For my part I don’t see improv exercises and such as being totally separate from RPGs. Certainly, Ryan Macklin’s podcasts bringing in elements from improv like reincorporation are things most any RPG players and designers could benefit from examining. Role-playing poems do resemble stuff like Jeepform more than “games” in a traditional sense, with procedures and structure rather than rules per se. In RPGs those kinds of things have traditionally been left up to tacit decisions by the play group, but the more “improv”-ish role-playing things either deliberately prescribe (or just mess with) how those kinds of things work, or put you into a situation where you’re forced to approach things differently.

        For example, if you’re playing a traditional RPG, the details of the world and what’s going on in it are determined variously by a published campaign setting book, past events from play, details established by the GM, etc. If you’re playing something like Monday Afternoon Blues, you have only a vague outline to go off of, and for it to work at all you will have to invent past events for your characters on the fly, and arrive at some kind of consensus with minimal meta-game talk. It hadn’t occurred to me before, but I think that that’s one area where these role-playing poems seriously challenge traditional norms of role-playing.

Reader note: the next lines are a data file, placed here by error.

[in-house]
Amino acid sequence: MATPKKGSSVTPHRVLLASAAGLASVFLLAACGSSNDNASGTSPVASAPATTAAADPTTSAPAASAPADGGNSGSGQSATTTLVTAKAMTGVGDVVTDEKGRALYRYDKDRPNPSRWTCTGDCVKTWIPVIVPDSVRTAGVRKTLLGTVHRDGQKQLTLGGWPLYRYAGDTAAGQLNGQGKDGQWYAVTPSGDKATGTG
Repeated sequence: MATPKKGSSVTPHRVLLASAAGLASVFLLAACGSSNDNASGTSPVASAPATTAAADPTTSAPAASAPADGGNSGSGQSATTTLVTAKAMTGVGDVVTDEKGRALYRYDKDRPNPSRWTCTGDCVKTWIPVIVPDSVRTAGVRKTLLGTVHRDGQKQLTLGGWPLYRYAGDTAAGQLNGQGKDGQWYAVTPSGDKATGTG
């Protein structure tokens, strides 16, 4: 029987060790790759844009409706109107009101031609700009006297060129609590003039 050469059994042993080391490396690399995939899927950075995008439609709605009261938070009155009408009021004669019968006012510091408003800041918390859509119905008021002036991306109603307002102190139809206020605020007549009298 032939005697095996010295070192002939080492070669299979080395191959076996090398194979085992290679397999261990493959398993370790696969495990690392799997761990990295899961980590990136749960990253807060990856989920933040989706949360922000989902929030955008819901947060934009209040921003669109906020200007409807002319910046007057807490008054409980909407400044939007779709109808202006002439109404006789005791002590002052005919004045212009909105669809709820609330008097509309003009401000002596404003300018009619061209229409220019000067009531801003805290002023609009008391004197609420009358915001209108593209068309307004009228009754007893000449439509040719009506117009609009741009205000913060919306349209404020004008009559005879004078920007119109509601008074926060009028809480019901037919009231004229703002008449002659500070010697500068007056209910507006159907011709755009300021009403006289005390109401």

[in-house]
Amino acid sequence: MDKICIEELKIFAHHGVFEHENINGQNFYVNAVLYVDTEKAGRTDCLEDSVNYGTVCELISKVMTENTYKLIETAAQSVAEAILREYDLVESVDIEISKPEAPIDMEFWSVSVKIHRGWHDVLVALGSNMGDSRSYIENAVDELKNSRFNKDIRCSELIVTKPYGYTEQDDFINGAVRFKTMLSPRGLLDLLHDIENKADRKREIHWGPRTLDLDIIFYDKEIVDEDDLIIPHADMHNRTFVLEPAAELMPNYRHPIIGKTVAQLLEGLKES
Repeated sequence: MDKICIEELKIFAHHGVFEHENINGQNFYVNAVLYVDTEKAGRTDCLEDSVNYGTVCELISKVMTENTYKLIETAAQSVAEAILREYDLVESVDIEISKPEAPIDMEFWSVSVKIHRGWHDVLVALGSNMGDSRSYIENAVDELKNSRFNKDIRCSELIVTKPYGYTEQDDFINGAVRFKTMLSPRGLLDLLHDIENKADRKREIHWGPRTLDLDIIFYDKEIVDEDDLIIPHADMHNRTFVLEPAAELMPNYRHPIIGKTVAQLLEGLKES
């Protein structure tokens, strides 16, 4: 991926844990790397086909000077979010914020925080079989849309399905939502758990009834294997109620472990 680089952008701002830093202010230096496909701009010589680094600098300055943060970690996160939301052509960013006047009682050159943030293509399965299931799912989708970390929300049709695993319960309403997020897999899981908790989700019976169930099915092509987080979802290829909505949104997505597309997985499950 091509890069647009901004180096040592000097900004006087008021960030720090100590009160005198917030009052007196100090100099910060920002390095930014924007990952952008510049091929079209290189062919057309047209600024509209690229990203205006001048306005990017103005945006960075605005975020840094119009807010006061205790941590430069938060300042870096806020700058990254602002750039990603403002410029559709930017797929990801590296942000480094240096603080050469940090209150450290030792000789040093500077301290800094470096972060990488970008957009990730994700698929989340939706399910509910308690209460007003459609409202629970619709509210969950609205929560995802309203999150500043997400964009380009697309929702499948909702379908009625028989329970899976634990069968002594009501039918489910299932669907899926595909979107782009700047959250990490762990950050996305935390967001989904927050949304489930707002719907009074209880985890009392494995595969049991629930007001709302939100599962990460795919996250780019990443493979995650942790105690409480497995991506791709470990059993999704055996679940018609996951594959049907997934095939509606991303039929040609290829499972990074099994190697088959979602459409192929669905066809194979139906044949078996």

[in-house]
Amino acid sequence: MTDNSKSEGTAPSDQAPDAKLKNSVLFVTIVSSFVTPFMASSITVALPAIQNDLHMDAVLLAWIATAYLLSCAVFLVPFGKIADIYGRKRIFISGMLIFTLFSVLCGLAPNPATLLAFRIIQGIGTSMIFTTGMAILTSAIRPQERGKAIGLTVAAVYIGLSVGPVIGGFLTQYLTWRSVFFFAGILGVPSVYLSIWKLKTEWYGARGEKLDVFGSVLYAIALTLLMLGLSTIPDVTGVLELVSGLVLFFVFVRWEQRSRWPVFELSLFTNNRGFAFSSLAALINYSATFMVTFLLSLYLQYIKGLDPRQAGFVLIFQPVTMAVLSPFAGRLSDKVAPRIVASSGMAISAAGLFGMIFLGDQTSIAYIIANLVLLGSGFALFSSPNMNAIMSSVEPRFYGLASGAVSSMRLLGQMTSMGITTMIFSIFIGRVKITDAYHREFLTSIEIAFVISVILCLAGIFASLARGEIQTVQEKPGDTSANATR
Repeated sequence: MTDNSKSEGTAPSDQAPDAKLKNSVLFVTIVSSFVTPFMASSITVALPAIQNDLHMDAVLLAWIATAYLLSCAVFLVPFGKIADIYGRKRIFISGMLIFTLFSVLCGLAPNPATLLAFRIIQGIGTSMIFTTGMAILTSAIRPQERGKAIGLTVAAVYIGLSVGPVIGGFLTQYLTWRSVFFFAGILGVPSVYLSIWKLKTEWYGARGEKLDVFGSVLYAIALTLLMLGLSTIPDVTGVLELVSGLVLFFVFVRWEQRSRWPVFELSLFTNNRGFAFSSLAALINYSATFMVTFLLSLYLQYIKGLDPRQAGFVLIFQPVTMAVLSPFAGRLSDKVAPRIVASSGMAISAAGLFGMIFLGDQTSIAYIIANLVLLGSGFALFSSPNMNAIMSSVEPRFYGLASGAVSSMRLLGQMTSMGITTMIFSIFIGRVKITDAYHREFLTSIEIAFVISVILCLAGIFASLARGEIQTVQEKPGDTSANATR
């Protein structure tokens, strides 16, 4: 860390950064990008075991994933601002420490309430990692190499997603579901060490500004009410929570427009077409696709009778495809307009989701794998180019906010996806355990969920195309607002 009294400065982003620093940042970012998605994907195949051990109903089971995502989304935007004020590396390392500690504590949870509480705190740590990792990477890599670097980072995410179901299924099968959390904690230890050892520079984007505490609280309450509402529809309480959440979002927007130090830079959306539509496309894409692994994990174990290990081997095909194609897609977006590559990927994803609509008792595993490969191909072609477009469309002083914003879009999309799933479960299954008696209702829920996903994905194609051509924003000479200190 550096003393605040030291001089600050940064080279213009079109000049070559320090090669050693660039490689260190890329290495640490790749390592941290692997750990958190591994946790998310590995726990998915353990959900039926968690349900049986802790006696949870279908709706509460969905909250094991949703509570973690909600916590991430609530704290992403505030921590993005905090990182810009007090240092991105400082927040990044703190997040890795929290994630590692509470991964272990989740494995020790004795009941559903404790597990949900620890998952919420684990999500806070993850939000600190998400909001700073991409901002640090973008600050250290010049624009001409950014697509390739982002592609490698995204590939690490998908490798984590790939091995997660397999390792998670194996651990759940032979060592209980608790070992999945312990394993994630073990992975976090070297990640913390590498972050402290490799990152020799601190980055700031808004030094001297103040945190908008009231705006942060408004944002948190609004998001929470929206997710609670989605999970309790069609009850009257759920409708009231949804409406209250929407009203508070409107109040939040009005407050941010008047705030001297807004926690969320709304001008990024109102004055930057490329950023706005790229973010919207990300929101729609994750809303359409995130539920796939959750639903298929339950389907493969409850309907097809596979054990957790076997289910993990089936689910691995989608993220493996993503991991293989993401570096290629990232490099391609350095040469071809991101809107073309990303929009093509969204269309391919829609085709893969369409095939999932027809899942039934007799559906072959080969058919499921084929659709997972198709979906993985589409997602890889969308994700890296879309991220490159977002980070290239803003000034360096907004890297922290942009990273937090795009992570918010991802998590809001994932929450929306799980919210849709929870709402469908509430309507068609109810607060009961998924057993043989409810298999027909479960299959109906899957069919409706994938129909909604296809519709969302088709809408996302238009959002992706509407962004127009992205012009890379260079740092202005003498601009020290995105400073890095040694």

3. The RP-poems are a natural development within a RP-culture full of game outside the classical RPG-box; the Norwegian.

    We do have the clasical games too, like D&D, Vampire, Call of Cthulhu, GURP, MERP and others. I made the first fantasy classic RPG in Norway; Fabula, and still work on it.

    But alongside these classical games, we have games with totally different methods of play; with more focus on activating the power of internal character logic, dramatic necessities and intuitive co-play, to drive the game-play in desirable directions. We have methods exploring the use of these elements in different ways, while exploring a great variety of settings (from the everyday life of ordinary humans, to porn-industry amongst zombies).

    So the RP-poems surfaced in a tradition where the classical RPG’s is but one side of the coin. I came up with the idea, but the form will survive on its own merit, being a form that facilitate a more direct form of play; cut to the chase, and make it work with a minimum of techniques. To make it work, you have to make the intuition of the players your friend. Engage them, point them in the right direction, and watch them try their own wings … ;)